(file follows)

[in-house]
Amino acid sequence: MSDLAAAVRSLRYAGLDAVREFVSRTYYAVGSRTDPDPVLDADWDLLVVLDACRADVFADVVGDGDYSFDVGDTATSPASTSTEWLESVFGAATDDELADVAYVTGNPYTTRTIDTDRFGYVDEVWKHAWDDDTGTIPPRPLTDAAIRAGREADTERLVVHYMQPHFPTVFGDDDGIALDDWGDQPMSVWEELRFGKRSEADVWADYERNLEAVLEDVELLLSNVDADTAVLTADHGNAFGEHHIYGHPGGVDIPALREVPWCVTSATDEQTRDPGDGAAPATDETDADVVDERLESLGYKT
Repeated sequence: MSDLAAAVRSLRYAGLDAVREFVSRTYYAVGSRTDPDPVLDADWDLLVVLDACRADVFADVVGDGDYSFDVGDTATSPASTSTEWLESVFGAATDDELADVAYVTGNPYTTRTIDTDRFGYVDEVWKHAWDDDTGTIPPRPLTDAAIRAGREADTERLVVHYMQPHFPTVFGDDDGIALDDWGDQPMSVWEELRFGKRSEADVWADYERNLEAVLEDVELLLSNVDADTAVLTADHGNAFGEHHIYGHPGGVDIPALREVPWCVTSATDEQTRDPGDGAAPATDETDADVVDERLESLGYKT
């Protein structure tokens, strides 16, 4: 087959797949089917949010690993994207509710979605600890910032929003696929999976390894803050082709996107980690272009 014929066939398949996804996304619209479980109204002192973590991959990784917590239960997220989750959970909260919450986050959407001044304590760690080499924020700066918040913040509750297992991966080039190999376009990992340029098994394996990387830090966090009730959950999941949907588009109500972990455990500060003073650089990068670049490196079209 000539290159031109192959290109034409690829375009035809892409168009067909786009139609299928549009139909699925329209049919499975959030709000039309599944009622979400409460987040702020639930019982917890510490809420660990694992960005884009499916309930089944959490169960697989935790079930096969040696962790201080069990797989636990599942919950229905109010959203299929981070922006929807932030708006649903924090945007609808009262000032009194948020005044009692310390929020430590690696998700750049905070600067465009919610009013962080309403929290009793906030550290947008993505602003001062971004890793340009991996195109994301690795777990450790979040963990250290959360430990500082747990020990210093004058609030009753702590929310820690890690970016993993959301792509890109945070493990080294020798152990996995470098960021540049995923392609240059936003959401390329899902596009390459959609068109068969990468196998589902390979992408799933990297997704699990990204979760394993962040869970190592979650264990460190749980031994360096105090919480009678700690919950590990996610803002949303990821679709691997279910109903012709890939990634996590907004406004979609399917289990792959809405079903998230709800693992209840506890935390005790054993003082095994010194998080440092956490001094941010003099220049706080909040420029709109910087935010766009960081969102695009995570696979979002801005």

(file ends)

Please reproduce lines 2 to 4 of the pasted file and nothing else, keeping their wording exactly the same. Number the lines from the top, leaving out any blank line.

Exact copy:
Amino acid sequence: MSDLAAAVRSLRYAGLDAVREFVSRTYYAVGSRTDPDPVLDADWDLLVVLDACRADVFADVVGDGDYSFDVGDTATSPASTSTEWLESVFGAATDDELADVAYVTGNPYTTRTIDTDRFGYVDEVWKHAWDDDTGTIPPRPLTDAAIRAGREADTERLVVHYMQPHFPTVFGDDDGIALDDWGDQPMSVWEELRFGKRSEADVWADYERNLEAVLEDVELLLSNVDADTAVLTADHGNAFGEHHIYGHPGGVDIPALREVPWCVTSATDEQTRDPGDGAAPATDETDADVVDERLESLGYKT
Repeated sequence: MSDLAAAVRSLRYAGLDAVREFVSRTYYAVGSRTDPDPVLDADWDLLVVLDACRADVFADVVGDGDYSFDVGDTATSPASTSTEWLESVFGAATDDELADVAYVTGNPYTTRTIDTDRFGYVDEVWKHAWDDDTGTIPPRPLTDAAIRAGREADTERLVVHYMQPHFPTVFGDDDGIALDDWGDQPMSVWEELRFGKRSEADVWADYERNLEAVLEDVELLLSNVDADTAVLTADHGNAFGEHHIYGHPGGVDIPALREVPWCVTSATDEQTRDPGDGAAPATDETDADVVDERLESLGYKT
């Protein structure tokens, strides 16, 4: 087959797949089917949010690993994207509710979605600890910032929003696929999976390894803050082709996107980690272009 014929066939398949996804996304619209479980109204002192973590991959990784917590239960997220989750959970909260919450986050959407001044304590760690080499924020700066918040913040509750297992991966080039190999376009990992340029098994394996990387830090966090009730959950999941949907588009109500972990455990500060003073650089990068670049490196079209 000539290159031109192959290109034409690829375009035809892409168009067909786009139609299928549009139909699925329209049919499975959030709000039309599944009622979400409460987040702020639930019982917890510490809420660990694992960005884009499916309930089944959490169960697989935790079930096969040696962790201080069990797989636990599942919950229905109010959203299929981070922006929807932030708006649903924090945007609808009262000032009194948020005044009692310390929020430590690696998700750049905070600067465009919610009013962080309403929290009793906030550290947008993505602003001062971004890793340009991996195109994301690795777990450790979040963990250290959360430990500082747990020990210093004058609030009753702590929310820690890690970016993993959301792509890109945070493990080294020798152990996995470098960021540049995923392609240059936003959401390329899902596009390459959609068109068969990468196998589902390979992408799933990297997704699990990204979760394993962040869970190592979650264990460190749980031994360096105090919480009678700690919950590990996610803002949303990821679709691997279910109903012709890939990634996590907004406004979609399917289990792959809405079903998230709800693992209840506890935390005790054993003082095994010194998080440092956490001094941010003099220049706080909040420029709109910087935010766009960081969102695009995570696979979002801005």